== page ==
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Word and Image

Through a series of workshops, colloquia and related events, this research cluster will bring together researchers throughout the University who have an interest in writing with (or about) images of any kind, and how this can be considered a type of creative practice. It will provide a forum through which new understandings of the relationship between text and image can be innovated and a critical space in which researchers might develop bigger projects pertaining to image-based writing. The cluster will support dialogue that extends the critical boundaries of ekphrastic writing through spearheading new approaches to writing with images, including both cross-disciplinary work as well as more experimental forms of image-based writing. As James Elkins has noted of art history, art criticism, art theory, visual studies and other image-based fields, there are well-worn disciplinary paths to which scholars typically adhere when discussing images but ‘virtually no discourse of what might make writing [itself] interesting or otherwise challenging: we mainly praise writers who are clear or remark on those who are not’. By focusing on image-based writing as a form of creative practice in its own right rather than simply as a tool or means to an end, and through opening up ekphrastic dialogue to fields outside of art writing proper, this cluster will examine the challenges and opportunities of writing with images, and consider how such creative work affords new ways of thinking about disciplinary paradigms and the representation of knowledge. It will dovetail with a number of research activities being undertaken by scholars across the University and strengthen some image-based work currently being supported by NUHRI.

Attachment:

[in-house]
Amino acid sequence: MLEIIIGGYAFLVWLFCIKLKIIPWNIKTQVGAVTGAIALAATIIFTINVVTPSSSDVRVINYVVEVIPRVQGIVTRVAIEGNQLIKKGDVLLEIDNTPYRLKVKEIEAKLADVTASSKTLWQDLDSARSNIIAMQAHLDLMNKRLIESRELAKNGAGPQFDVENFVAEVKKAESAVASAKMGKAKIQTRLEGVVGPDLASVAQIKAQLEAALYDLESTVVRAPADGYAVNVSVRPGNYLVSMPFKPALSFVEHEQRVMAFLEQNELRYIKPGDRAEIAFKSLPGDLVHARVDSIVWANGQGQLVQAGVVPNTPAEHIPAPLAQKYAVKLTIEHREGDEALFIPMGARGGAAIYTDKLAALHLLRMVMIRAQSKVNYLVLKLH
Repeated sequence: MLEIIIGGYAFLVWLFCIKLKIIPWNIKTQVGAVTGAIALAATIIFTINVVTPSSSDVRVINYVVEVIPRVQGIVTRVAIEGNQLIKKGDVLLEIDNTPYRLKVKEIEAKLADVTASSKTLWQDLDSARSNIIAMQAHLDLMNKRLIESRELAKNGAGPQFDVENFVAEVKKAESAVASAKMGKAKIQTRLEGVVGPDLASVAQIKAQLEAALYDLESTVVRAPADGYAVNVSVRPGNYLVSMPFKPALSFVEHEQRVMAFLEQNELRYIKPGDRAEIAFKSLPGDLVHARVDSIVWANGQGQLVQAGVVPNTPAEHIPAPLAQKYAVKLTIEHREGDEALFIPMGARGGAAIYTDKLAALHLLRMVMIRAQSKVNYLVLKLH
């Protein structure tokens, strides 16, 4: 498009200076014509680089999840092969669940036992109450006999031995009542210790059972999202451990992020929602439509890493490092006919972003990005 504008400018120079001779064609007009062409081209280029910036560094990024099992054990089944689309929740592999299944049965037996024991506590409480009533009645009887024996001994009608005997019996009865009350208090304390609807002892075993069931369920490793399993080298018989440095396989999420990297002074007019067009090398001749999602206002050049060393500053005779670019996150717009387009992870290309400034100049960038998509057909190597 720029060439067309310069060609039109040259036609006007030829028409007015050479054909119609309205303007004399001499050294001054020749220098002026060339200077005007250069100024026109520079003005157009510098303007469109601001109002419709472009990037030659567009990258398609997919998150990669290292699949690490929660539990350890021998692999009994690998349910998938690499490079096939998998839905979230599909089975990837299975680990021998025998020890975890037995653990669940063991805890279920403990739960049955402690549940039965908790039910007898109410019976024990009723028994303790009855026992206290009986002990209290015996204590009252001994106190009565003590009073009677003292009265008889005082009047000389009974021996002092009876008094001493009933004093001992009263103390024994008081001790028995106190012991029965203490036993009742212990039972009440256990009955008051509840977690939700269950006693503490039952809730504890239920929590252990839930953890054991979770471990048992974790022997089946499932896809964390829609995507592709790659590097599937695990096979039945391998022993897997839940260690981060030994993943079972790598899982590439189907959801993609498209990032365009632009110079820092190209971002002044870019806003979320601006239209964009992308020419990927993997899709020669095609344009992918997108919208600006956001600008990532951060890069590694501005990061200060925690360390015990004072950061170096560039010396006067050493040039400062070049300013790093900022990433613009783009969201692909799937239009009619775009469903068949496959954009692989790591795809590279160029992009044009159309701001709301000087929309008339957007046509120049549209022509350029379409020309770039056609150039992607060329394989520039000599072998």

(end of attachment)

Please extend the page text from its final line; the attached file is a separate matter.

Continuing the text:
The cluster will:

  • Consider how image-based writing might be understood to be a form of creative practice.
  • Stimulate new approaches to image-based writing by creating cross-disciplinary dialogue between researchers from a wide range of subject areas from across SACS, HAAS and the University more broadly.
  • Offer a series of regular, thematic workshops in which researchers can present new or early-stage work relating to image-based writing. Part of this might include an away-day for participants and an end of year conference or related event.
  • Provide a space for researchers from different fields to collaborate with a view to developing ambitious research projects relating to the core cluster themes.
  • Consider how ekphrastic writing might inform or innovate teaching practice.

If you would like to join the cluster please contact Ed.Juler

Faculty of Humanities and Social Sciences